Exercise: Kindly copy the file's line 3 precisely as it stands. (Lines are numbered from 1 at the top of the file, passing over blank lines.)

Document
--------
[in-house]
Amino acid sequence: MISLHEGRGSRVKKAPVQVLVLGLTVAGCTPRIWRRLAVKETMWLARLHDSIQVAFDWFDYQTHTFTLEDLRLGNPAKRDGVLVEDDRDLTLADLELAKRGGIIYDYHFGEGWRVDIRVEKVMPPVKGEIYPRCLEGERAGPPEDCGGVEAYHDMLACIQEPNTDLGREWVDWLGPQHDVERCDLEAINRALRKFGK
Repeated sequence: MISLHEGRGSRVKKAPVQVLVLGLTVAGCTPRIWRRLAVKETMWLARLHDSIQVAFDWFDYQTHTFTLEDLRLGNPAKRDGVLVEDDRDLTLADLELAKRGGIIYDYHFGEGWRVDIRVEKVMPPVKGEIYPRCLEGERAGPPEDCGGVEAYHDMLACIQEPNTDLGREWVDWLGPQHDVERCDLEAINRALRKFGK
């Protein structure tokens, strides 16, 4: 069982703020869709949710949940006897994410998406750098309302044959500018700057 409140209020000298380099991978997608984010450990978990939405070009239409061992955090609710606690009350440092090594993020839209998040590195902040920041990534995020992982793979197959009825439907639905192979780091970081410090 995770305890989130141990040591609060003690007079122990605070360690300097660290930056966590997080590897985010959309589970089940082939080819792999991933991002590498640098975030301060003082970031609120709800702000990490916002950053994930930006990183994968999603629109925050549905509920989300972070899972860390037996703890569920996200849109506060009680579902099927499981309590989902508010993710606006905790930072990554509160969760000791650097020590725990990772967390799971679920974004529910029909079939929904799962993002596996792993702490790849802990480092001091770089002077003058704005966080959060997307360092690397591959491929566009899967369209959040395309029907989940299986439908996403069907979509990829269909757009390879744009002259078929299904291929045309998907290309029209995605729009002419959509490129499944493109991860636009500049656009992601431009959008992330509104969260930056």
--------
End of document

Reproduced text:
Repeated sequence: MISLHEGRGSRVKKAPVQVLVLGLTVAGCTPRIWRRLAVKETMWLARLHDSIQVAFDWFDYQTHTFTLEDLRLGNPAKRDGVLVEDDRDLTLADLELAKRGGIIYDYHFGEGWRVDIRVEKVMPPVKGEIYPRCLEGERAGPPEDCGGVEAYHDMLACIQEPNTDLGREWVDWLGPQHDVERCDLEAINRALRKFGK